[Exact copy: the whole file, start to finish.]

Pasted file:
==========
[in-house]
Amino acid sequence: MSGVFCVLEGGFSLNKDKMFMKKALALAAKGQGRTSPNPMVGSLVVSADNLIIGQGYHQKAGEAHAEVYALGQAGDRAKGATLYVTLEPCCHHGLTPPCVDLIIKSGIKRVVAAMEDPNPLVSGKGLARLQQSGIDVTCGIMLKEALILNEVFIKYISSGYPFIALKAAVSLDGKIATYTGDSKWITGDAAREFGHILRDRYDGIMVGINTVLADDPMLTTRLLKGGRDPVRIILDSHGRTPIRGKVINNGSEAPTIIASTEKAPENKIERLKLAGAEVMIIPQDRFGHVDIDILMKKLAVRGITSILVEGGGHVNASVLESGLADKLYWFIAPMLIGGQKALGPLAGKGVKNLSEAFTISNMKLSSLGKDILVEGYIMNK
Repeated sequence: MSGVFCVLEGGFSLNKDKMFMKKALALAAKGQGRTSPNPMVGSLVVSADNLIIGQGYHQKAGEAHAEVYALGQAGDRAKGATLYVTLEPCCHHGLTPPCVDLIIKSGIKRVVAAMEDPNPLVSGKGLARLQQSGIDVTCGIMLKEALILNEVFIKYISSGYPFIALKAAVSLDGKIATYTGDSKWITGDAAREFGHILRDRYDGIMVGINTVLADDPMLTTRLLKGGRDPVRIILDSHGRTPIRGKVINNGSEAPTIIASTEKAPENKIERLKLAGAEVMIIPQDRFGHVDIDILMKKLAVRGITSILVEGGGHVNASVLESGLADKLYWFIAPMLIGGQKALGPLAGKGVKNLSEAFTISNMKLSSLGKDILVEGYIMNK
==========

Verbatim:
[in-house]
Amino acid sequence: MSGVFCVLEGGFSLNKDKMFMKKALALAAKGQGRTSPNPMVGSLVVSADNLIIGQGYHQKAGEAHAEVYALGQAGDRAKGATLYVTLEPCCHHGLTPPCVDLIIKSGIKRVVAAMEDPNPLVSGKGLARLQQSGIDVTCGIMLKEALILNEVFIKYISSGYPFIALKAAVSLDGKIATYTGDSKWITGDAAREFGHILRDRYDGIMVGINTVLADDPMLTTRLLKGGRDPVRIILDSHGRTPIRGKVINNGSEAPTIIASTEKAPENKIERLKLAGAEVMIIPQDRFGHVDIDILMKKLAVRGITSILVEGGGHVNASVLESGLADKLYWFIAPMLIGGQKALGPLAGKGVKNLSEAFTISNMKLSSLGKDILVEGYIMNK
Repeated sequence: MSGVFCVLEGGFSLNKDKMFMKKALALAAKGQGRTSPNPMVGSLVVSADNLIIGQGYHQKAGEAHAEVYALGQAGDRAKGATLYVTLEPCCHHGLTPPCVDLIIKSGIKRVVAAMEDPNPLVSGKGLARLQQSGIDVTCGIMLKEALILNEVFIKYISSGYPFIALKAAVSLDGKIATYTGDSKWITGDAAREFGHILRDRYDGIMVGINTVLADDPMLTTRLLKGGRDPVRIILDSHGRTPIRGKVINNGSEAPTIIASTEKAPENKIERLKLAGAEVMIIPQDRFGHVDIDILMKKLAVRGITSILVEGGGHVNASVLESGLADKLYWFIAPMLIGGQKALGPLAGKGVKNLSEAFTISNMKLSSLGKDILVEGYIMNK